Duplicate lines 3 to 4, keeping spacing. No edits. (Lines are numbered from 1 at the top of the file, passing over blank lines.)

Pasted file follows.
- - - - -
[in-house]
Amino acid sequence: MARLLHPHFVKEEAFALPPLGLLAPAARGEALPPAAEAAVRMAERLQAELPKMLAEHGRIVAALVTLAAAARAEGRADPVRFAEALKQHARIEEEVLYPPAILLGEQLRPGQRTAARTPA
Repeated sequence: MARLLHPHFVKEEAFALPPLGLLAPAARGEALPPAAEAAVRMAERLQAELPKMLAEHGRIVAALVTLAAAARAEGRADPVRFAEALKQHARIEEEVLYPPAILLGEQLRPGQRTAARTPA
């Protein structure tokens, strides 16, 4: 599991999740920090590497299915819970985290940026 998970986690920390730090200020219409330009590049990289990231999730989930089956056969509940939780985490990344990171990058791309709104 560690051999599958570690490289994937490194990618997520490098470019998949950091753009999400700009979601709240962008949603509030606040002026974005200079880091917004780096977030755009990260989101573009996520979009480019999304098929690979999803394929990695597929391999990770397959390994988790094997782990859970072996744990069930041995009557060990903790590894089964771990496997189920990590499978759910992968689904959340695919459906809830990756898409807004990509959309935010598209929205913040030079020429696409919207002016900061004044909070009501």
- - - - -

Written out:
Repeated sequence: MARLLHPHFVKEEAFALPPLGLLAPAARGEALPPAAEAAVRMAERLQAELPKMLAEHGRIVAALVTLAAAARAEGRADPVRFAEALKQHARIEEEVLYPPAILLGEQLRPGQRTAARTPA
């Protein structure tokens, strides 16, 4: 599991999740920090590497299915819970985290940026 998970986690920390730090200020219409330009590049990289990231999730989930089956056969509940939780985490990344990171990058791309709104 560690051999599958570690490289994937490194990618997520490098470019998949950091753009999400700009979601709240962008949603509030606040002026974005200079880091917004780096977030755009990260989101573009996520979009480019999304098929690979999803394929990695597929391999990770397959390994988790094997782990859970072996744990069930041995009557060990903790590894089964771990496997189920990590499978759910992968689904959340695919459906809830990756898409807004990509959309935010598209929205913040030079020429696409919207002016900061004044909070009501």